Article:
Daylight saving time – how time is stored, how to change it

Daylight saving time – how time is stored, how to change it

see also Time synchronization – xntpd

The why

Today at 2am, the time in New Zealand went ahead one hour.  Spring is not far
away!  I also noticed that my daily and weekly reports were not run as normal.  
This led to start thinking about why and how this occurred.

As mentioned above, the time
went ahead one hour at 2am.  So, in theory, the time between 02:00:00 and 02:59:59
did not occur.  The reports in question run automatically at 2am.  So I
concluded that the reason the reports didn’t run was because the time didn’t exist. 
For my situation, that is OK.  It may not be acceptable for a production
environment.  And a similar problem will occur when the time goes back.  I
initially thought the reports might be run twice but discarded that possibility for the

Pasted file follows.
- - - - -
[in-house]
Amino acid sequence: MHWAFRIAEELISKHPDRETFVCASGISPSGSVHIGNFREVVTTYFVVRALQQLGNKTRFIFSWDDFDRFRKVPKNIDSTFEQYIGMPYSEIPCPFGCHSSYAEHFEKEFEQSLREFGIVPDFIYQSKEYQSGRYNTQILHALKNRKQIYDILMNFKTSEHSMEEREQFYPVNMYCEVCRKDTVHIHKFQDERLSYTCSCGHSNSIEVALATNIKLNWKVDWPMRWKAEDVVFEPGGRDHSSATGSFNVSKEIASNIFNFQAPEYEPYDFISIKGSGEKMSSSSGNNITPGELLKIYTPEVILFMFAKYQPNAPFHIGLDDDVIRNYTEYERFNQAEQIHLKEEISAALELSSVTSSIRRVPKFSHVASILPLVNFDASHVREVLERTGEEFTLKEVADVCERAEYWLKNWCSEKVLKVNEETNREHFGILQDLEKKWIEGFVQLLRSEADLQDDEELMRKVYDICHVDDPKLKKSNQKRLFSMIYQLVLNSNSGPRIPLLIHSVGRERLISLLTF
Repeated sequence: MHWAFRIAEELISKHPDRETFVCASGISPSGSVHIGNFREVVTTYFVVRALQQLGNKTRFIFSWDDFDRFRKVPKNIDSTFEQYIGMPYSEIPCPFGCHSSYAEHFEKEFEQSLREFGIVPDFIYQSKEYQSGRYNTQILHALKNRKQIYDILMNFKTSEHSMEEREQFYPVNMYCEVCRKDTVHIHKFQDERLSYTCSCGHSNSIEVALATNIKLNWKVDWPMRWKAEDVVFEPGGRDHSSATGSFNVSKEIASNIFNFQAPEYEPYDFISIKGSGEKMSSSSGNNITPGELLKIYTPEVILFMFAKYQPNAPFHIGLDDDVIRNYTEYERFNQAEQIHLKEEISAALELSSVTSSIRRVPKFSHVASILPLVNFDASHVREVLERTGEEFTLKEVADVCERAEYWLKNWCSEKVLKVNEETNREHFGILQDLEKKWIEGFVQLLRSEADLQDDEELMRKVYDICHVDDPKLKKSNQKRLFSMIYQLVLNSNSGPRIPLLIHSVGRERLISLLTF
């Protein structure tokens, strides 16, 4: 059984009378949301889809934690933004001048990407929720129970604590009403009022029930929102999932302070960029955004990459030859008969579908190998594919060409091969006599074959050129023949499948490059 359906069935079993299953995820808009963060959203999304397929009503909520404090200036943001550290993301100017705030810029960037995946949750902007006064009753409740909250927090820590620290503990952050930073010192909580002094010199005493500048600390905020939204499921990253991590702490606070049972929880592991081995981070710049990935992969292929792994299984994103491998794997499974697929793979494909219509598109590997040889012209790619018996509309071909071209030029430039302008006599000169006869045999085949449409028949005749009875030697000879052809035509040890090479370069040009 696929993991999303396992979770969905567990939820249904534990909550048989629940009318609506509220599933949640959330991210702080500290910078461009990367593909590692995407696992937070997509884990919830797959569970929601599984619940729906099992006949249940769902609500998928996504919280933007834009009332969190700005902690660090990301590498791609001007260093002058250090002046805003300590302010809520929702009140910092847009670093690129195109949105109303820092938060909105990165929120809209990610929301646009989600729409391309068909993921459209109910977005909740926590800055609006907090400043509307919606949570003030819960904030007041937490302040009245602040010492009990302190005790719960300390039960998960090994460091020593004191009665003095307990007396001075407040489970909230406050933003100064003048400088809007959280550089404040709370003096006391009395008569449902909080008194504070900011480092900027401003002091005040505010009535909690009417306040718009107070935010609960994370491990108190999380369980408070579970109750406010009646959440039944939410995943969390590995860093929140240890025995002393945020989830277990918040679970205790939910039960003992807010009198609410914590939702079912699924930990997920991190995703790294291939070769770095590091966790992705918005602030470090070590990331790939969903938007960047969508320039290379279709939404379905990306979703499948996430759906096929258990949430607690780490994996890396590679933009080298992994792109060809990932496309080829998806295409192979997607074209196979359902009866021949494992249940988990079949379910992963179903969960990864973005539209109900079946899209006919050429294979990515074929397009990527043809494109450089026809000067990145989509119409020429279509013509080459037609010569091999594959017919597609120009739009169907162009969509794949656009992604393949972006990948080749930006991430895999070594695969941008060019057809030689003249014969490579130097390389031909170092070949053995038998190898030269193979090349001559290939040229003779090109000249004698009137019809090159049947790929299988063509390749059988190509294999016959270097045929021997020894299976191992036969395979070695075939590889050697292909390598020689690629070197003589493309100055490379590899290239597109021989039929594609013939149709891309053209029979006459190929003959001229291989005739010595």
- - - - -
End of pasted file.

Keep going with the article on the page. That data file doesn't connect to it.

same reason that they were not run at all when the time went ahead.  That is, they
weren’t run at 2am this time, why would they run when the time goes back at 2am? 

I think that a possible solution would be to run the reports at some time outside the
1am to 3am timeslot.  Say 3:01 which will always occur and will occur only once.

The how

FreeBSD does not use the BIOS of your computer (well, it might, for just a little
while when booting…).  FreeBSD maintains a kernal clock, which is always set to UTC
(also known as Greenwich or Zulu time).  The CMOS clock may be set to local
time.  A utility (adjkerntz) is provided which maintains the proper
relations between these two times.

Changing the time

I have not tested the following steps.  They have been retrieved from the mailing list archives
Like everything on this website, use it at your own risk.

  1. su to root
  2. tzsetup
  3. touch /etc/wall_cmos_clock (to make sure it’s synched)

You might also want to check out the man pages for adjkerntz.

Other things to read

timezone, tzsetup, /usr/src/share/zoneinfo, /usr/share/zoneinfo, adjkerntz,

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